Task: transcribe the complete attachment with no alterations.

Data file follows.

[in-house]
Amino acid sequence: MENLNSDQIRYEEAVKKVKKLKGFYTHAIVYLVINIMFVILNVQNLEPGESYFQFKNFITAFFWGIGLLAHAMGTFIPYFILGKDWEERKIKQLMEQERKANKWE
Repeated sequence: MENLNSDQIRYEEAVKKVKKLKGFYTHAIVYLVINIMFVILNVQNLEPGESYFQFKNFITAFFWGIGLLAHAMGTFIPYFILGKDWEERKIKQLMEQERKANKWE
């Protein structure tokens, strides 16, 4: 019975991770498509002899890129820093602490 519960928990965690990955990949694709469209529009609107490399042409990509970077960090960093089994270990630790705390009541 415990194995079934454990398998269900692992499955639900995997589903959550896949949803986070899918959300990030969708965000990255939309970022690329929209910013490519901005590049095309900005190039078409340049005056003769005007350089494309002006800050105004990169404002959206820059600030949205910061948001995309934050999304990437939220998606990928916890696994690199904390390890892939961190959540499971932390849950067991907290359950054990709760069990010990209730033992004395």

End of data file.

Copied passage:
[in-house]
Amino acid sequence: MENLNSDQIRYEEAVKKVKKLKGFYTHAIVYLVINIMFVILNVQNLEPGESYFQFKNFITAFFWGIGLLAHAMGTFIPYFILGKDWEERKIKQLMEQERKANKWE
Repeated sequence: MENLNSDQIRYEEAVKKVKKLKGFYTHAIVYLVINIMFVILNVQNLEPGESYFQFKNFITAFFWGIGLLAHAMGTFIPYFILGKDWEERKIKQLMEQERKANKWE
């Protein structure tokens, strides 16, 4: 019975991770498509002899890129820093602490 519960928990965690990955990949694709469209529009609107490399042409990509970077960090960093089994270990630790705390009541 415990194995079934454990398998269900692992499955639900995997589903959550896949949803986070899918959300990030969708965000990255939309970022690329929209910013490519901005590049095309900005190039078409340049005056003769005007350089494309002006800050105004990169404002959206820059600030949205910061948001995309934050999304990437939220998606990928916890696994690199904390390890892939961190959540499971932390849950067991907290359950054990709760069990010990209730033992004395």